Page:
Shinmyoken Dojo

Westchester | New York

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Monday, February 27, 2023

What Is The Role Of A Martial Arts Sensei?


What is the role of a martial arts teacher?

In the Japanese martial arts, the sensei?

In popular martial arts, the sensei is often seen as a teacher at best, or authority figure at worst. Certainly the sensei has to have a command of the subject matter, and a certain amount of skill- depending on the martial art, one can be authorized to teach based on different ranking levels.

Yet, with all this the primary role of the sensei is to lead.

To be able to transmit the feeling of the art in a way so students can pick up on it, while at the same time, correcting the mistakes of the student.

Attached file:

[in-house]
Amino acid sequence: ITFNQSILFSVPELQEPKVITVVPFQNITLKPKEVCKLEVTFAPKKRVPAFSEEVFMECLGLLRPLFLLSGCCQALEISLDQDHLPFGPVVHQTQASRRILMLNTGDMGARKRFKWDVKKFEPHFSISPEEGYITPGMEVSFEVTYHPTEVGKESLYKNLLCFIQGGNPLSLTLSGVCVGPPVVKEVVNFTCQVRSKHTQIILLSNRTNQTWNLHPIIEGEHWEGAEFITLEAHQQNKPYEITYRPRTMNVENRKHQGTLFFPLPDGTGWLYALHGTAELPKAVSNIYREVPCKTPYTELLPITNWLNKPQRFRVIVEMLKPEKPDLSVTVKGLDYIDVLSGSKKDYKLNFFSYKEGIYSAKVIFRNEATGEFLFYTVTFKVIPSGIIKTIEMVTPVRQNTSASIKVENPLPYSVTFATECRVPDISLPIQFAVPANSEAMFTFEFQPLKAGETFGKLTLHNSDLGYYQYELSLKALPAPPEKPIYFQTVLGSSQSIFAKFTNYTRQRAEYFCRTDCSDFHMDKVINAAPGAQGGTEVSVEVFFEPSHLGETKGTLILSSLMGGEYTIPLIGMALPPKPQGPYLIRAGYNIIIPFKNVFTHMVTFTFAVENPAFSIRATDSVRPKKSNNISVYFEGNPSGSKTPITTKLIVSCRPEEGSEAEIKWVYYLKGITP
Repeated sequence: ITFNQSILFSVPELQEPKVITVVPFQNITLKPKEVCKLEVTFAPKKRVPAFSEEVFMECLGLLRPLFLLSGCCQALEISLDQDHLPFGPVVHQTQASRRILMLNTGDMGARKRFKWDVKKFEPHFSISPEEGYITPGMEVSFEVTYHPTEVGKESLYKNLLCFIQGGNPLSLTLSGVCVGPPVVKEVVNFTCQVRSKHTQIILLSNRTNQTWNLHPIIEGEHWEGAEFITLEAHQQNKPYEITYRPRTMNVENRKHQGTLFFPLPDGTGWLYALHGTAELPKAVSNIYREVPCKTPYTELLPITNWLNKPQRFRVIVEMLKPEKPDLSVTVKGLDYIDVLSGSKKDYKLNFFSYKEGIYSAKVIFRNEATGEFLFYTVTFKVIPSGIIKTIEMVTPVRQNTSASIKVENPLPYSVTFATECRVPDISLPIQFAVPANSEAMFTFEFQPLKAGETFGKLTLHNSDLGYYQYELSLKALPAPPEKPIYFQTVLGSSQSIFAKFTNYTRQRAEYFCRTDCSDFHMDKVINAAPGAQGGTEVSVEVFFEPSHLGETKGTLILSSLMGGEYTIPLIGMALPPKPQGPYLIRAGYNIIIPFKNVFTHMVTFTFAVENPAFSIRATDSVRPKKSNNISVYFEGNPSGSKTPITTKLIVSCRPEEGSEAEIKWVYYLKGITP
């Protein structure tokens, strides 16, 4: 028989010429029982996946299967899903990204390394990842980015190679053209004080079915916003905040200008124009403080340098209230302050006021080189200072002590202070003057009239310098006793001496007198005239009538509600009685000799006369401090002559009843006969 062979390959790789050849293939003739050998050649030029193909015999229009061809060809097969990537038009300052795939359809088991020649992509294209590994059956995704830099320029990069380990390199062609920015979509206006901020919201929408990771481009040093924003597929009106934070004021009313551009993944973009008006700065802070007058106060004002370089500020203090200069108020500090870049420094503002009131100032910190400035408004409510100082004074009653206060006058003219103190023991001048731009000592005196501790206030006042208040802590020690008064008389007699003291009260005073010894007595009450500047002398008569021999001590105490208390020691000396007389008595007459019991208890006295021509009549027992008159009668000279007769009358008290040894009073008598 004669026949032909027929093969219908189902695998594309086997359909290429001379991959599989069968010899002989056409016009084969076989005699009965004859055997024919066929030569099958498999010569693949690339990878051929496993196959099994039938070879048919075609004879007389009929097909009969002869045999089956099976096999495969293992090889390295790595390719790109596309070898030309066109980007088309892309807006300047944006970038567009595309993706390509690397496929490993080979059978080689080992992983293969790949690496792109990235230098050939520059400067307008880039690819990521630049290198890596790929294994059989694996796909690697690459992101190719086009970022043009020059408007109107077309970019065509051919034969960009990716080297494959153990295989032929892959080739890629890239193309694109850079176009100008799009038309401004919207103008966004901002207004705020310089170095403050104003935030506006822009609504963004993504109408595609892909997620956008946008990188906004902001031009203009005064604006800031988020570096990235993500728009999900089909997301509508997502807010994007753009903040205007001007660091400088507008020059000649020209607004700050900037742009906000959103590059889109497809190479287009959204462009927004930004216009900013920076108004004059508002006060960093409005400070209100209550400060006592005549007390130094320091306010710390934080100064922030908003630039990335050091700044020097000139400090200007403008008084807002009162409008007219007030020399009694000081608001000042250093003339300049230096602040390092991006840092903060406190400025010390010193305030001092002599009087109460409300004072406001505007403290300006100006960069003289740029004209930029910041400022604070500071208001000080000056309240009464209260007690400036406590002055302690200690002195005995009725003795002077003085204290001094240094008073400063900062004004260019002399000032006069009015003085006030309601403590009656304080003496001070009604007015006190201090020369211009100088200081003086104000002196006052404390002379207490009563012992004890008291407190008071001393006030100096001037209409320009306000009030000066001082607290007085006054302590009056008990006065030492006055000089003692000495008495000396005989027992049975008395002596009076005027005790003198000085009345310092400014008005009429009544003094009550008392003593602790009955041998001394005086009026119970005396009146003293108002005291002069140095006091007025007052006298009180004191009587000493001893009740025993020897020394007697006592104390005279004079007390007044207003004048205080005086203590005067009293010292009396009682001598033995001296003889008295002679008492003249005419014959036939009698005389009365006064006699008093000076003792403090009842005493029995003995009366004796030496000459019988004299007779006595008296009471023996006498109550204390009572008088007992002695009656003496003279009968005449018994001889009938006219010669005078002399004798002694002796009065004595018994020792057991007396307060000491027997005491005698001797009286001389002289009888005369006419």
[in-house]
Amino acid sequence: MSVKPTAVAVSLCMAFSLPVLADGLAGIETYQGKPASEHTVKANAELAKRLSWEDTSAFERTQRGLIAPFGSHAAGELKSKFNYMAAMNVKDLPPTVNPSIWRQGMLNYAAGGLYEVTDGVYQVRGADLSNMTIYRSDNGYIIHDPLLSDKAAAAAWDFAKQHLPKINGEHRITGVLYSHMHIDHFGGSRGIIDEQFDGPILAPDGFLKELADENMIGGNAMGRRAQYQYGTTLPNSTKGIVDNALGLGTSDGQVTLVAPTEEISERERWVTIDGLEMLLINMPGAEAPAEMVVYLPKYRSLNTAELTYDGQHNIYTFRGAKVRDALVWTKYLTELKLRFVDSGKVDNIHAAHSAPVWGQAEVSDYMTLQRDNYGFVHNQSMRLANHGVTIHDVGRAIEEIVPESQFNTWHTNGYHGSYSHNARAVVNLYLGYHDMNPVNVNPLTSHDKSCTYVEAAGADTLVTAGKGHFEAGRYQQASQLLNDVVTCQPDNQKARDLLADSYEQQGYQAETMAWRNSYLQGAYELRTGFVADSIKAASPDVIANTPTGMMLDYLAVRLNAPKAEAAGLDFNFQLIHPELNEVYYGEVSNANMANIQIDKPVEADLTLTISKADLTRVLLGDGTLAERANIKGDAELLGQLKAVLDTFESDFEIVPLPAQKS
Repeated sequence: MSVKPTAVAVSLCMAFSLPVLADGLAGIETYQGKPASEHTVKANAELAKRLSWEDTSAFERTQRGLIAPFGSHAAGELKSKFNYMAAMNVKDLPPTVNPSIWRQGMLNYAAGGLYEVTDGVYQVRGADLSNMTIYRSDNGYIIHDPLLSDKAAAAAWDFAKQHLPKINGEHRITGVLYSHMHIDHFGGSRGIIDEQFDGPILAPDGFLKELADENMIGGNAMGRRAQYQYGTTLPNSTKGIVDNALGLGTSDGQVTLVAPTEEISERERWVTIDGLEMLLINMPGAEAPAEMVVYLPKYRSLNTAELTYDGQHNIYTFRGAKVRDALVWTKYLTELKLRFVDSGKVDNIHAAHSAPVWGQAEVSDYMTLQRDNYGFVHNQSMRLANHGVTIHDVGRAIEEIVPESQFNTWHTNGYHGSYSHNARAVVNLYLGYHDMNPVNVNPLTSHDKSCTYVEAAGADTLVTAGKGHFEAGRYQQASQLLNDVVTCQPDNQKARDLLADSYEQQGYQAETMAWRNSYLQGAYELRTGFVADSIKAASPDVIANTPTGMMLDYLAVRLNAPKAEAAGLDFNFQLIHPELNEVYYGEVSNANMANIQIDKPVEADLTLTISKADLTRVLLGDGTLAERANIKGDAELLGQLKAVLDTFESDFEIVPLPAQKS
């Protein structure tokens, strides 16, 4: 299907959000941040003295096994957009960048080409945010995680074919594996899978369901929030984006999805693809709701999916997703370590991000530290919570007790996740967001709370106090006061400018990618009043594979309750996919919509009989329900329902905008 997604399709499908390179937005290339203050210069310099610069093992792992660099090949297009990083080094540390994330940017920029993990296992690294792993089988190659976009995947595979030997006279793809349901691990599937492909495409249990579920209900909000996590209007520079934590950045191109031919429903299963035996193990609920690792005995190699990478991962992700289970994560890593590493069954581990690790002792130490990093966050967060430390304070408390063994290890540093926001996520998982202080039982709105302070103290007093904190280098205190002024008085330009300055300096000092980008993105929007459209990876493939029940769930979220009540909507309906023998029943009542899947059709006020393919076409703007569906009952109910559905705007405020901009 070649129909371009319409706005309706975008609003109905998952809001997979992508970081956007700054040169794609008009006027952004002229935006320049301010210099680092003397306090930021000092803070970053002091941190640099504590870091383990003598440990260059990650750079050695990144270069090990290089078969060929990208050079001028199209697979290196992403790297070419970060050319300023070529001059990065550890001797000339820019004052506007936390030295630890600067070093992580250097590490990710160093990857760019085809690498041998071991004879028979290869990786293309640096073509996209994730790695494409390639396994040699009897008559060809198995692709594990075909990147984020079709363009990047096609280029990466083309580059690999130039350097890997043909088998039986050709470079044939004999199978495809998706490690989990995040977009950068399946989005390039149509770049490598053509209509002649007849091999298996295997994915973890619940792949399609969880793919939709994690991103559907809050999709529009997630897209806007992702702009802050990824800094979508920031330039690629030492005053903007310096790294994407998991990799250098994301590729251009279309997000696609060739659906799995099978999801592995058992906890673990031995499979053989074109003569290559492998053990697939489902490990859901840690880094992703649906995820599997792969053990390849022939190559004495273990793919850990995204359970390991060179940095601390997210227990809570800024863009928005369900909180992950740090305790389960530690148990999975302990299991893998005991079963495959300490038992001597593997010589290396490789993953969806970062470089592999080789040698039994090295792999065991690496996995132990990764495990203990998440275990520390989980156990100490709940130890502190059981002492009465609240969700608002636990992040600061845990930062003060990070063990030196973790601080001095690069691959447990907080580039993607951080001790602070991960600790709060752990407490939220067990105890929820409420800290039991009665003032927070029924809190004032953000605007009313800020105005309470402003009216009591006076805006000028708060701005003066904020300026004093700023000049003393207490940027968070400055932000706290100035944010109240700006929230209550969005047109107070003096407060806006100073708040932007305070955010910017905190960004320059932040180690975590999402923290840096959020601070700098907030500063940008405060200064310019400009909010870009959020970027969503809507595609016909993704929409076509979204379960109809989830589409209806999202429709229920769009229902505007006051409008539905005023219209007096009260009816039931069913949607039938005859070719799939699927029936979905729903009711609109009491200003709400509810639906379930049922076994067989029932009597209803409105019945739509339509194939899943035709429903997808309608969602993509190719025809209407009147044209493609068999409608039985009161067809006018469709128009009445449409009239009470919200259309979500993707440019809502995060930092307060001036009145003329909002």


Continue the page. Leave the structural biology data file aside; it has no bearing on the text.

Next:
The sensei does not determine how far the individual will go in the martial arts, they are not a gate-keeper. The student determines how far they will go based on skill, desire, commitment, and warrior heart (mushashin).

The sensei guides the process.

Many people want to be a sensei, but if they realized the gravity of the situation and the responsibility to the student and tradition, perhaps they would think otherwise.

Consider these two points.

A person trained in the martial arts for twenty years before becoming a sensei, either by choice, or obligation. Based on where they are in movement for twenty years, what took them twenty years to achieve, they *should* be able to get any students training under them to move in a similar way in half the time.

The mistakes the sensei made along the way in training, the corrections, and adjustments, they should be aware of them, and not pass them on to the student, likewise being able to correct and eliminate these mistakes.

A second, more sobering point.

In instructing a student, and passing the transmission of the martial arts- regarding mistakes a student makes in movement.